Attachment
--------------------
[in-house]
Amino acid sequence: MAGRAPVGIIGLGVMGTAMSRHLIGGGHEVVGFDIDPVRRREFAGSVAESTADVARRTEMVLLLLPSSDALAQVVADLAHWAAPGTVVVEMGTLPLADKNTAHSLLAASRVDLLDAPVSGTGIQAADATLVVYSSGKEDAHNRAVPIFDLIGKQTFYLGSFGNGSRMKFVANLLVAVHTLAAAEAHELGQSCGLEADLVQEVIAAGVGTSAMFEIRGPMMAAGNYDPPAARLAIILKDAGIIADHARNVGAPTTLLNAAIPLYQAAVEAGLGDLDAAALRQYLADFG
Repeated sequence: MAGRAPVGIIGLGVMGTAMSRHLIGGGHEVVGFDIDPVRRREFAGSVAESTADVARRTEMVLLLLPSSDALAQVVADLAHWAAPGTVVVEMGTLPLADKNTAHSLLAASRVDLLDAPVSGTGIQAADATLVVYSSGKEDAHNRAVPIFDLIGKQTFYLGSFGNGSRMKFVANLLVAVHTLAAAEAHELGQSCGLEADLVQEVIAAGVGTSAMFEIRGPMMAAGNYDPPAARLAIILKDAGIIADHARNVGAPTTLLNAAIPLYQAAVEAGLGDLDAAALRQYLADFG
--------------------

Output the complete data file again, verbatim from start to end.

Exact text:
[in-house]
Amino acid sequence: MAGRAPVGIIGLGVMGTAMSRHLIGGGHEVVGFDIDPVRRREFAGSVAESTADVARRTEMVLLLLPSSDALAQVVADLAHWAAPGTVVVEMGTLPLADKNTAHSLLAASRVDLLDAPVSGTGIQAADATLVVYSSGKEDAHNRAVPIFDLIGKQTFYLGSFGNGSRMKFVANLLVAVHTLAAAEAHELGQSCGLEADLVQEVIAAGVGTSAMFEIRGPMMAAGNYDPPAARLAIILKDAGIIADHARNVGAPTTLLNAAIPLYQAAVEAGLGDLDAAALRQYLADFG
Repeated sequence: MAGRAPVGIIGLGVMGTAMSRHLIGGGHEVVGFDIDPVRRREFAGSVAESTADVARRTEMVLLLLPSSDALAQVVADLAHWAAPGTVVVEMGTLPLADKNTAHSLLAASRVDLLDAPVSGTGIQAADATLVVYSSGKEDAHNRAVPIFDLIGKQTFYLGSFGNGSRMKFVANLLVAVHTLAAAEAHELGQSCGLEADLVQEVIAAGVGTSAMFEIRGPMMAAGNYDPPAARLAIILKDAGIIADHARNVGAPTTLLNAAIPLYQAAVEAGLGDLDAAALRQYLADFG